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WEDNESDAY, Jan. 27, 2016 (HealthDay News) -- Some people might develop schizophrenia when a normal process of brain development goes haywire in adolescence and early adulthood, Harvard researchers report.
Everyone undergoes what is called "synaptic pruning" as they move into adulthood, explained study author Steven McCarroll, director of genetics for the Broad Institute's Stanley Center for Psychiatric Research and an associate professor of genetics at Harvard Medical School in Boston.
It's how extra brain cells and synapses (the junctions where nerve signals cross from one brain cell to the next) are eliminated in the cerebral cortex, to increase the efficiency of function, he said.
But a gene that contributes to synaptic pruning may increase a person's risk of schizophrenia if certain mutations cause things to go wrong, McCarroll and his colleagues explained.
"Somehow, this biological process becomes miscalibrated and removes too many synapses," McCarroll said. "Something about this process of maturation, if it goes awry, results in brain wiring that can no longer perform some of the basic functions that it used to be able to perform."
The findings were published online Jan. 27 in the journal Nature.
About 1 percent of U.S. adults have schizophrenia, and about seven or eight people out of every 1,000 will have schizophrenia in their lifetime, according to the U.S. National Institute of Mental Health (NIMH).
People with schizophrenia may hear voices or see things that aren't there, or develop irrational delusions of grandeur or persecution, according to NIMH. Patients might also display disorganized thinking, agitated body movements or emotional withdrawal. Symptoms most frequently appear in patients when they are teenagers or young adults.
The gene implicated in this study, C4, normally acts as a regulator of the immune system, McCarroll said. The gene helps target debris, viruses and other pathogens for destruction by immune cells.
Earlier research had linked the C4 gene to schizophrenia, leading some to believe the mental disorder might be caused by some sort of virus or infection, he said.
However, the research team learned that the C4 gene also "moonlights" in synaptic pruning, playing a role in the process by tagging synapses for elimination, McCarroll said.
His team's analysis of genetic data for more than 65,000 people revealed that patients who had particular forms of the C4 gene showed a higher expression of that gene and, in turn, had a higher risk of developing schizophrenia.
"This is a promising model because it addresses what has been two of the central mysteries of schizophrenia -- the age of onset, in adolescence, and genetic results that have seemed to point to immune molecules as having some role in the illness," McCarroll said.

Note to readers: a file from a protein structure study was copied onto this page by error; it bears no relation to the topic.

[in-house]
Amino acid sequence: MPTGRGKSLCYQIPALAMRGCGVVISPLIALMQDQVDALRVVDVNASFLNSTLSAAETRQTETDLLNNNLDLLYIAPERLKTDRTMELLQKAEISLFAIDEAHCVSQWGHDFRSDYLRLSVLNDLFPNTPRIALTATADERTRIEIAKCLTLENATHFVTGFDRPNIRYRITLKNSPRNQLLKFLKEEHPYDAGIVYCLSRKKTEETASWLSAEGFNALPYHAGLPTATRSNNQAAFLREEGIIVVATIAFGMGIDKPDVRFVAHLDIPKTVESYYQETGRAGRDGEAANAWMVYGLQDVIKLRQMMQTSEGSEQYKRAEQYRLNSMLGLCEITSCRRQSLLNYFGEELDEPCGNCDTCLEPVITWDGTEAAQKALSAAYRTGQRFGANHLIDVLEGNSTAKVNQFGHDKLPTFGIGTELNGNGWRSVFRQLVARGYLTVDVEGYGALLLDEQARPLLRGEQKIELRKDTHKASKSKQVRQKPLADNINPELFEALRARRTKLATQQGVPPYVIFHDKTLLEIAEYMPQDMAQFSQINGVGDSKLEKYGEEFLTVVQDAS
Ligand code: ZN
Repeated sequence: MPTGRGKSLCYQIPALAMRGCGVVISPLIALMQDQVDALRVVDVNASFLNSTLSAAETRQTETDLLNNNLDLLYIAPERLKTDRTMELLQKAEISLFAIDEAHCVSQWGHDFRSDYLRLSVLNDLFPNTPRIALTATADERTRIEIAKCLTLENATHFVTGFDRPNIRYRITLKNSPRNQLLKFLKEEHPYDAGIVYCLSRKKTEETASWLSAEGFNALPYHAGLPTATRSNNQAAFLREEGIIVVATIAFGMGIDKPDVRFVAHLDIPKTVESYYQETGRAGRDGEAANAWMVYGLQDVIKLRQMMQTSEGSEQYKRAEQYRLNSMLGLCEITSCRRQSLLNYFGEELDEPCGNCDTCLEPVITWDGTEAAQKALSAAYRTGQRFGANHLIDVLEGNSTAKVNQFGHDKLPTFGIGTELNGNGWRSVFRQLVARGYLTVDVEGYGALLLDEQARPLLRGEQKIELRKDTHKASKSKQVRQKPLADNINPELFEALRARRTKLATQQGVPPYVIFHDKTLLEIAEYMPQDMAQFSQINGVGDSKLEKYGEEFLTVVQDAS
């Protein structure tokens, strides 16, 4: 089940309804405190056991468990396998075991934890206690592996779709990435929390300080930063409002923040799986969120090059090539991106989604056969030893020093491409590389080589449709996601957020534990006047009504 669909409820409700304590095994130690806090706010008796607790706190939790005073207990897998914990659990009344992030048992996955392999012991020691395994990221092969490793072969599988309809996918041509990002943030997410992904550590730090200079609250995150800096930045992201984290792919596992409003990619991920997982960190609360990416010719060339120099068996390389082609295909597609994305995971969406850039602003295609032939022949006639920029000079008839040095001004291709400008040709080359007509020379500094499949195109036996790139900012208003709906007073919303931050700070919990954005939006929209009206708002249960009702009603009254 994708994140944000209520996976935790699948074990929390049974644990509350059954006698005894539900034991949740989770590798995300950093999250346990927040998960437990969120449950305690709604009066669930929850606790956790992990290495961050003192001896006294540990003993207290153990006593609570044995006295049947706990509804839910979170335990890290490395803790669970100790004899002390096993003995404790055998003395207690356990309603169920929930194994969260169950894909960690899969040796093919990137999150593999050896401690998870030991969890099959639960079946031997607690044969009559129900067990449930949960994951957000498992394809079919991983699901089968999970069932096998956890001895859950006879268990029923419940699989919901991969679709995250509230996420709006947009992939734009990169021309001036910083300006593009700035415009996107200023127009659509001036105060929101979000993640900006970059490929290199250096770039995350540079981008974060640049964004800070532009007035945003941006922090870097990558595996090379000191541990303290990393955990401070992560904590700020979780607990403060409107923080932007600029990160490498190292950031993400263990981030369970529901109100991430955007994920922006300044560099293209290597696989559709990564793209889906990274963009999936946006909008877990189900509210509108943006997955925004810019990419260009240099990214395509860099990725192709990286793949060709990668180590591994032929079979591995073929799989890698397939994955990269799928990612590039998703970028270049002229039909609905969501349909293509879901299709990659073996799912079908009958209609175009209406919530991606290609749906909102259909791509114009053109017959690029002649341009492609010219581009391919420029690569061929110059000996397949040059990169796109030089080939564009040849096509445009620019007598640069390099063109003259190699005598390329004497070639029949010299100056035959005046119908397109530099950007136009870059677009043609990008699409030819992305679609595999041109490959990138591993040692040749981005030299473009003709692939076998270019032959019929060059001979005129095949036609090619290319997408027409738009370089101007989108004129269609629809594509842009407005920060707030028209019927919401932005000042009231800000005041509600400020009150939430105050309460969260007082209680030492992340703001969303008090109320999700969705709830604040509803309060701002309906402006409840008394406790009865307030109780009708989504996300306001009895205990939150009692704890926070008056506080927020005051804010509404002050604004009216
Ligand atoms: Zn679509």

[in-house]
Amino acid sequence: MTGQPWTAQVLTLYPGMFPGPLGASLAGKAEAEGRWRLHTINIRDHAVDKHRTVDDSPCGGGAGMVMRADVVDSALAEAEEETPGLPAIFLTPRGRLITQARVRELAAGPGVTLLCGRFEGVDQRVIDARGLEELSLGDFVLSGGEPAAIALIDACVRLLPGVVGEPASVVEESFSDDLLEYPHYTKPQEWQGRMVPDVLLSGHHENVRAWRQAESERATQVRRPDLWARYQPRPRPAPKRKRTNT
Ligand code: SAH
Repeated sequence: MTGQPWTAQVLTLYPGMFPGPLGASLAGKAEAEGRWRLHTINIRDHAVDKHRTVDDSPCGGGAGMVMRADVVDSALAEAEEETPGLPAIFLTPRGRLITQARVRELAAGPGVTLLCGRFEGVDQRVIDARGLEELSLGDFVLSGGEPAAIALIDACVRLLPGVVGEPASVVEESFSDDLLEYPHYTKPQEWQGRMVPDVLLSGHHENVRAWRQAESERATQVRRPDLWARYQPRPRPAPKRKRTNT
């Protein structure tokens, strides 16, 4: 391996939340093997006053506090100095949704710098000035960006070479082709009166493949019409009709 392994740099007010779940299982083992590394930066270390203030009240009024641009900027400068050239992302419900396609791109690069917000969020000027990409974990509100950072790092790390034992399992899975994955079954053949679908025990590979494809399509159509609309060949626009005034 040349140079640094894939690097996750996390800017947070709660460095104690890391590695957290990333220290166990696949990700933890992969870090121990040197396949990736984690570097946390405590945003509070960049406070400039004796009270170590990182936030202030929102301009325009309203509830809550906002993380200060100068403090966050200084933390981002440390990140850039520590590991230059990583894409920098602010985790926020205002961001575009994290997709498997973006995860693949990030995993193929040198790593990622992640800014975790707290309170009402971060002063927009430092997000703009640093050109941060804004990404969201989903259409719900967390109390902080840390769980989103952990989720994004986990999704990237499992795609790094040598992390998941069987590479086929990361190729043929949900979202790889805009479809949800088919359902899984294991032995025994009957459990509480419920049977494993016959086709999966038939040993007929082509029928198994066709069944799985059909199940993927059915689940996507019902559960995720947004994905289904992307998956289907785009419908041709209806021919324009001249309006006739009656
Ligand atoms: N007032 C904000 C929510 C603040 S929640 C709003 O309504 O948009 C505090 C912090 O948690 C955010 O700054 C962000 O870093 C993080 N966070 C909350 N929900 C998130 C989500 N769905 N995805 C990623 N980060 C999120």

Synaptic pruning is particularly active during adolescence, which is the typical period of onset for schizophrenia symptoms. And brains of schizophrenic patients tend to show fewer connections between neurons (brain cells), the researchers said.
And "when we got to the bottom of this genetic effect, yes, it's an immune molecule, but it's an immune molecule with a different job in the brain," McCarroll said. "It's important when we got to the bottom of this genetic effect, it's not pointing to a virus or infection, it's pointing to brain wiring."
Schizophrenia currently is treated mainly through the use of antipsychotic medications, according to NIMH. Patients might also need therapy and rehabilitation to help them lead a normal life, once medication has stabilized their condition.
The new discovery by McCarroll and his team could lead to new medicines for the treatment, and possible prevention, of schizophrenia in people who carry this genetic risk, he said.
"I get emails every day" from drug companies interested in exploring possible treatments based on this research, McCarroll said, although he warned that "it takes many, many years to go from biological discovery to a new medicine."
Dr. Vishwajit Nimgaonkar, a professor of psychiatry and human genetics at the University of Pittsburgh, praised the new study as "very sophisticated and fairly comprehensive."
However, Nimgaonkar added that the findings really are just a first step along a promising new line of research.
"I don't think they've proved conclusively this is one of the mechanisms that causes schizophrenia, but they've certainly got a lot of minds thinking," he said. "This might lead to new drugs for treating schizophrenia, but we really need to figure out the mechanism properly first, and then figure out a way to treat the problem."
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SOURCES: Steven McCarroll, Ph.D., director, genetics, Broad Institute's Stanley Center for Psychiatric Research, and associate professor, genetics, Harvard Medical School, Boston; Vishwajit Nimgaonkar, M.D., Ph.D., professor, psychiatry and human genetics, University of Pittsburgh; Jan. 27, 2016, Nature, online